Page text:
Lotfeeding

Projections: Further growth anticipated in grainfed operations

Beef Central, 08/02/2021

DESPITE the return of green paddocks across eastern Australia, numbers of cattle in feedlot programs is expected to continue to grow this year, and grainfed cattle will account for a growing portion of national herd and slaughter numbers, MLA’s 2021 Projections released this morning suggests

During 2020, around 5pc of adult cattle in the Australian herd were in feedlots at any time, and grainfed cattle accounted for an estimated 37pc of all cattle slaughtered in Australia.

Over the last 20 years, the number of cattle on feed has trended upwards, as can be seen in this graph. Cattle within the feedlot sector reached record levels in 2019, at 1.24 million head, as the drought and lack of pasture saw more animals move into the grainfed production system for finishing.

In 2020, cattle on feed remained above 1 million head, but were down 10pc on the 2019 highs, MLA’s 2021 Projections said.

While the total number of cattle on feed was slightly down in 2020, national feedlot capacity increased. In the September 2020 quarter, capacity reached 1.4 million head, demonstrating long-term confidence in the industry.

The high price for feeder cattle is putting pressure on lotfeeder margins, MLA’s Projections said, even with the stronger prices for finished cattle.

Feeder steer prices closed 2020 at 439¢/kg. Low grain prices are somewhat offsetting the increase in feeder cattle prices, though not entirely.

In 2020, Australia recorded its second biggest grain harvest on record, resulting in an abundance of cheap feedgrain, reducing input costs for lot feeders. It also provides assurance that if 2021 seasonal conditions deteriorate, there will be surplus grain available for producers to supplement feed their cattle.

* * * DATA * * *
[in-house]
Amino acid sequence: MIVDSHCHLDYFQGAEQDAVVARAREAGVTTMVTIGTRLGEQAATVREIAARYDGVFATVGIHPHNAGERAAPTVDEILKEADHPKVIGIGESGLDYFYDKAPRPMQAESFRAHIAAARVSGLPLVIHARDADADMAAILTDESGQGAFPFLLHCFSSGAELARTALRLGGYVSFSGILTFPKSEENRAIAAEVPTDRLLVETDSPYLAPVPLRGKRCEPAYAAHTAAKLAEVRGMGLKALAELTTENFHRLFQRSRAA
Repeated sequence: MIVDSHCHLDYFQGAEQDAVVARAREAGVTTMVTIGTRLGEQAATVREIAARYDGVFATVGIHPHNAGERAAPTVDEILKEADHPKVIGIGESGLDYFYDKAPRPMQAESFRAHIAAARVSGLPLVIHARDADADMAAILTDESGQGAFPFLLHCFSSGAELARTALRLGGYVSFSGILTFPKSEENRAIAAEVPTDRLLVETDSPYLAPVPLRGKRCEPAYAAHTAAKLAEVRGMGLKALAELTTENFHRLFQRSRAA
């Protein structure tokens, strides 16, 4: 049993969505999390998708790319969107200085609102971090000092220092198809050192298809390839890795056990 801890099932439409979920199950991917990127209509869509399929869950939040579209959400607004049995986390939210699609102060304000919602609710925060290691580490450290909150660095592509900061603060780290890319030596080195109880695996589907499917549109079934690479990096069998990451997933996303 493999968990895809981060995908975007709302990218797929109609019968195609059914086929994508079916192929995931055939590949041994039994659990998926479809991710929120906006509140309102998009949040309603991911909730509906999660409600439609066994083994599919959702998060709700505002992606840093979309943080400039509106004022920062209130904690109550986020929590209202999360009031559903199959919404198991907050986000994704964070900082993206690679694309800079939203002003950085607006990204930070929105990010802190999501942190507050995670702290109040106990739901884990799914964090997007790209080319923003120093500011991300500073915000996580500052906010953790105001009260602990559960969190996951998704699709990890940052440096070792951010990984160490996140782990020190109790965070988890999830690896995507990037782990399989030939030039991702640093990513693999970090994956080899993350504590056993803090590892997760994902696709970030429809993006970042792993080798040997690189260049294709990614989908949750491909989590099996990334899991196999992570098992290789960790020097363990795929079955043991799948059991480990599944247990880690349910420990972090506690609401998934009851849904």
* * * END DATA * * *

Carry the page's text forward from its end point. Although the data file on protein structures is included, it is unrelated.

A structural change is occurring in the feedlot sector, MLA’s Projections said, with the average time cattle spend on feed increasing. Longfed Wagyu cattle are making up an increasing proportion of cattle on feed, a trend expected to continue, particularly if grain prices remain low.

Carcase weights continue to advance

The further expansion of grainfeeding is also having an impact on average carcase weights, MLA’s Projections indicated.

In 2021, national adult carcase weights are forecast to lift 3.2% (9kg) on 2020 levels, to average 301.3kg/head. The lift will largely be driven by an increase in the male portion of slaughter, coinciding with a fall in the number of females turned-off during the year. Greater pasture availability, higher grain and hay supplies, lower grain costs and strong finished cattle prices will incentivise producers to feed for longer and to heavier weights.

US fed steers are recording carcase weights of around 375kg, indicating there is significant opportunity for Australian carcase weights, especially of steers, to grow.

This is provided processors can accommodate bigger carcases and assuming no large discounts in the ¢/kg price for heavy cattle. A further movement towards feedlot production systems in Australia would help facilitate increased carcase weights, the 2021 Projections report says.

 

 

 

 

 

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